Written by Phyllis Strong
Directed by James L. Conway
Season 3, Episode 19
Production episode 071
Original air date: April 21, 2004
Captain’s star log. Enterprise is picking up where they left off last time, getting the shit kicked out of them by Reptilian ships, but suddenly the attack ceases. This is only a minor reprieve, as they have no propulsion or weapons, systems failures all over the ship, tons of hull breaches, and many casualties.
We find out that the Xindi Council ordered the Reptilian ships to back off, to Dolim’s annoyance. The Aquatics will transport Archer to the council chambers so he can be interrogated by the council. Dolim is even more pissed about that.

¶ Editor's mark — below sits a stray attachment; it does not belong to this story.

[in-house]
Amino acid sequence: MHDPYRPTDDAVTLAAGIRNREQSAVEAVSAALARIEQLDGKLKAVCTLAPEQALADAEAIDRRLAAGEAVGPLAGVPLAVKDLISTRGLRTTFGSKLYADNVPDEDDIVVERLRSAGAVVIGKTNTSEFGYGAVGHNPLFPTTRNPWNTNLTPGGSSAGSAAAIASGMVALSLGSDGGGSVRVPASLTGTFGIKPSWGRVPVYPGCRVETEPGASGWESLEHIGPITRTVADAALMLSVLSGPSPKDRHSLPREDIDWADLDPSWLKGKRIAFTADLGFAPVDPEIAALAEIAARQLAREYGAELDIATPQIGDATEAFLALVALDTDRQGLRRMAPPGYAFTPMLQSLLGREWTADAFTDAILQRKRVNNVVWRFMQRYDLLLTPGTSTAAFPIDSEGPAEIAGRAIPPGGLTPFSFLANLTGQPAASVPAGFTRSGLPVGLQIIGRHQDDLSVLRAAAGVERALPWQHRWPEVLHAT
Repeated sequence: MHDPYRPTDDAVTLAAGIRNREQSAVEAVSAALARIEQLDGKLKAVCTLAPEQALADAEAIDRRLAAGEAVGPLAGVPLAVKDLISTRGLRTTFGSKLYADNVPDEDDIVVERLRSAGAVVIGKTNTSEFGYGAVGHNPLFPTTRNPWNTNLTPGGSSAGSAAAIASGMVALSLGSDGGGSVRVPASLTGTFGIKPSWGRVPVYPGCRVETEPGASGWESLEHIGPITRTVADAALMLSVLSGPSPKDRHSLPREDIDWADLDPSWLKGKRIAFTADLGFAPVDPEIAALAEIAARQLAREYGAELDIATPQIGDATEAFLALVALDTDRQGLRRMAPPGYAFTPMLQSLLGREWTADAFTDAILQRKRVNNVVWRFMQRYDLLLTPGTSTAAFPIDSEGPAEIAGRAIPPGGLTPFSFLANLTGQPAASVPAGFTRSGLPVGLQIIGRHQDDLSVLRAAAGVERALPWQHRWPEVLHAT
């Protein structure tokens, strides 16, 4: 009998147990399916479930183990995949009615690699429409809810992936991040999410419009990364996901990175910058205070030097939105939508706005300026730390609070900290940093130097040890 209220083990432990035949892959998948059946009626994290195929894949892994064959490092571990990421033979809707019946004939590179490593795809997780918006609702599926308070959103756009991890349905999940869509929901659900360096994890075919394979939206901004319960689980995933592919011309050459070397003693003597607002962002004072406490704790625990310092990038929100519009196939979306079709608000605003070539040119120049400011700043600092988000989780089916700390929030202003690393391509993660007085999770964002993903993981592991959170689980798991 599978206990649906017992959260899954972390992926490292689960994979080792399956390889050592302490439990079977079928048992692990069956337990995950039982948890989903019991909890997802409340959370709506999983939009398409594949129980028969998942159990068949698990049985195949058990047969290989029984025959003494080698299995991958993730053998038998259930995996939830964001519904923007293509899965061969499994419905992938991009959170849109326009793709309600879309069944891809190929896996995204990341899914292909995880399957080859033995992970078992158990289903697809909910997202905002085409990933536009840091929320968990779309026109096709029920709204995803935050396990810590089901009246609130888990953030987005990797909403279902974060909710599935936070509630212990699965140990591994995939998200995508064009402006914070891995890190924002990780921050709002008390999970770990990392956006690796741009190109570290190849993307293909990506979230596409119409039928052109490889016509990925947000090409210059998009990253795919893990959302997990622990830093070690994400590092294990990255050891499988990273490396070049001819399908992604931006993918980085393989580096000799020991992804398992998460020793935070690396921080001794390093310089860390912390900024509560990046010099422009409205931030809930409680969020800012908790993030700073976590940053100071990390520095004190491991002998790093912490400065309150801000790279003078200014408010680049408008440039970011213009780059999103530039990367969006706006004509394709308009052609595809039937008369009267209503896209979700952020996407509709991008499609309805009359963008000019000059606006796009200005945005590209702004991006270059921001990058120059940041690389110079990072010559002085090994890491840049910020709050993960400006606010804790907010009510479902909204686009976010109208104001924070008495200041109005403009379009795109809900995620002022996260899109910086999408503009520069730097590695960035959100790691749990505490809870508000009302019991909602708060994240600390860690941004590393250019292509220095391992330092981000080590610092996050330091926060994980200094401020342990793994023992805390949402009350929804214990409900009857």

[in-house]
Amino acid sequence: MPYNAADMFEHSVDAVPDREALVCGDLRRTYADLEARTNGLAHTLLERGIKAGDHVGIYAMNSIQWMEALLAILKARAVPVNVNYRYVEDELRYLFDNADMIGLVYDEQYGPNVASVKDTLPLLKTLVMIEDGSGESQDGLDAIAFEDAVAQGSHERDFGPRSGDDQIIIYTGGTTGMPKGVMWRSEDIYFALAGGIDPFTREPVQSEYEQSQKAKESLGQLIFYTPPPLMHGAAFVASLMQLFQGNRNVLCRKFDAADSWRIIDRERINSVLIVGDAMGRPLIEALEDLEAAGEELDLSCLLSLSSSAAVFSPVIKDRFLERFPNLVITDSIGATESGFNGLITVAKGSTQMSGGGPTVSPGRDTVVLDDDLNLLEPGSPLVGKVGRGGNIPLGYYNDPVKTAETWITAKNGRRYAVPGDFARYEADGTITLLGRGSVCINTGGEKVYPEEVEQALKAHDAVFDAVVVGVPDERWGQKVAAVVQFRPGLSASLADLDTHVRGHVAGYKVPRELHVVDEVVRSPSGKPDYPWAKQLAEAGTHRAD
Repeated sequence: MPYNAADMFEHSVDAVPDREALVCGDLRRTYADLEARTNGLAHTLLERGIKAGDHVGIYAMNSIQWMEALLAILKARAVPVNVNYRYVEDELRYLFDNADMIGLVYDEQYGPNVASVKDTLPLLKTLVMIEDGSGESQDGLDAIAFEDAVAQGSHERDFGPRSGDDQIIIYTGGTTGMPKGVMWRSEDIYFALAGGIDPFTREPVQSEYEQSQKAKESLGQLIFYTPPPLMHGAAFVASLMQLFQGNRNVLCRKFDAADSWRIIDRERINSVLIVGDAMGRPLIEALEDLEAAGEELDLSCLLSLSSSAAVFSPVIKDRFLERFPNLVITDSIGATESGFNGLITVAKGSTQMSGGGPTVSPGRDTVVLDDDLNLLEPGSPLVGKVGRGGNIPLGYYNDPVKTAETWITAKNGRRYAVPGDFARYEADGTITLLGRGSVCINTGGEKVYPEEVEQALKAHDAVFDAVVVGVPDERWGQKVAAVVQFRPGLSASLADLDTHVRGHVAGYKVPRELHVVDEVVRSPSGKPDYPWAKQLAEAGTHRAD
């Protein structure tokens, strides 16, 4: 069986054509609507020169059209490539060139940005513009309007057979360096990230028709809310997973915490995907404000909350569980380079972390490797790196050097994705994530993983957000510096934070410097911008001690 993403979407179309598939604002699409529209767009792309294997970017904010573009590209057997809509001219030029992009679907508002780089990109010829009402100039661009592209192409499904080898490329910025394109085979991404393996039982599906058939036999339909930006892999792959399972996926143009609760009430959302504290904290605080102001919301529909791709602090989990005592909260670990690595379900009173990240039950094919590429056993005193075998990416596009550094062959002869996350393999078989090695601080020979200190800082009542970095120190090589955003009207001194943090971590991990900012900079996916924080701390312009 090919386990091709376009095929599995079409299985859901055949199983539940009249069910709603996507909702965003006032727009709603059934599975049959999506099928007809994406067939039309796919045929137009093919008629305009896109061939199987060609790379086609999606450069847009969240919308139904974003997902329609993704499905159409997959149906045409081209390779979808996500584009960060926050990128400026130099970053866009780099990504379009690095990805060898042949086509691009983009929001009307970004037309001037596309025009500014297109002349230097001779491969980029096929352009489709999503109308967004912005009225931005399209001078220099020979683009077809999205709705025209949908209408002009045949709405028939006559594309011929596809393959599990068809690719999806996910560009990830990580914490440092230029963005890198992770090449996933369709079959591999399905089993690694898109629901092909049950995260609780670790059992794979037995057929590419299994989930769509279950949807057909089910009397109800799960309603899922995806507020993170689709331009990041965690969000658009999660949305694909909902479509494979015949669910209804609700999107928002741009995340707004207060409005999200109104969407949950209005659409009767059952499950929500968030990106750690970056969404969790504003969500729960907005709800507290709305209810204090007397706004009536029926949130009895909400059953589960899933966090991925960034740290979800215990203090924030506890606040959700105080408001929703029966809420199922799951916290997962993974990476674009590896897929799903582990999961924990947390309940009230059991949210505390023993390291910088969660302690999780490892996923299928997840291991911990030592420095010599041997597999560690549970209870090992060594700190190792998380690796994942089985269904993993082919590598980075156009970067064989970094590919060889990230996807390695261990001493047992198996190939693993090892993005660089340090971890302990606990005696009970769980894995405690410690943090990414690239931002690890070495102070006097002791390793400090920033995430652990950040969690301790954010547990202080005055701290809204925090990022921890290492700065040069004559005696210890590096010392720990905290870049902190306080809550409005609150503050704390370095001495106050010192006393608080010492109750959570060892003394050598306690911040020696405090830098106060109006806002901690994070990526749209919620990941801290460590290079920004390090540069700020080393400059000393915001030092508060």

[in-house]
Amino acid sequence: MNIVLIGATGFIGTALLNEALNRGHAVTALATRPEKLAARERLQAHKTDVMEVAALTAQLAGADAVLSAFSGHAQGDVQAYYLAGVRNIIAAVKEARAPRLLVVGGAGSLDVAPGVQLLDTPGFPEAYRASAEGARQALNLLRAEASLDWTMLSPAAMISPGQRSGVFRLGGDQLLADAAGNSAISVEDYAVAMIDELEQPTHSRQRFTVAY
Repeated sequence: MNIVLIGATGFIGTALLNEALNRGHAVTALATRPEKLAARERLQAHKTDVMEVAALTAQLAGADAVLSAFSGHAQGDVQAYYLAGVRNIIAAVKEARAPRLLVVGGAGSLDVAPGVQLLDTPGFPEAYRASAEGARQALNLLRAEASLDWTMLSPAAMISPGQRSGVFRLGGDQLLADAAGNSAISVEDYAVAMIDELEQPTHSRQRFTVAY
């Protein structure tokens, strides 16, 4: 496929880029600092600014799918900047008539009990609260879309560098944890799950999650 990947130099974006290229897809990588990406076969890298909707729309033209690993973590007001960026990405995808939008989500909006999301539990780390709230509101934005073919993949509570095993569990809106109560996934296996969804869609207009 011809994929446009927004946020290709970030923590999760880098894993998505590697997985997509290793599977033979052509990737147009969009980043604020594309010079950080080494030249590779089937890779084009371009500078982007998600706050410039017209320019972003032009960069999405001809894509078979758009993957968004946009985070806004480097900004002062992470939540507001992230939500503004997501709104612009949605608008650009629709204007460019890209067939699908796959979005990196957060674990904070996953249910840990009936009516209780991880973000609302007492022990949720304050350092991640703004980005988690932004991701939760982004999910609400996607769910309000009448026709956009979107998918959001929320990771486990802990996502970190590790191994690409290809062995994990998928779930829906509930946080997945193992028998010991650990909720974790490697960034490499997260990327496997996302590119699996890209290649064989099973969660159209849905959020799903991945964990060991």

Cassandra Khaw’s new novella, The Salt Grows Heavy, begins with death and consummation. On its very first page, a mermaid’s daughters clean gore from their fingertips after devouring the face, eyes, and brain of a thing that used to be human. They are, their mother muses as she watches them, “the best of their parents.” We as readers are thrown into the deep-end, as unmoored and unsteady as a sea creature on land.
In its brief and horrible 100 pages, The Salt Grows Heavy continues its assault: murder and dismemberment are commonplace, children are awash in blood, and, most importantly, love (familial, romantic, and otherwise) is present in abundance. With gorgeous prose and tender, meaty detail, Khaw guides us through an unreal fable of love and body horror. They introduce us to a mermaid and her plague doctor companion as they traverse a bleak landscape to find humanity and monstrosity irrevocably intertwined. And never once does Khaw explain the abominations we’re witnessing—our unknowing, after all, is part of its allure.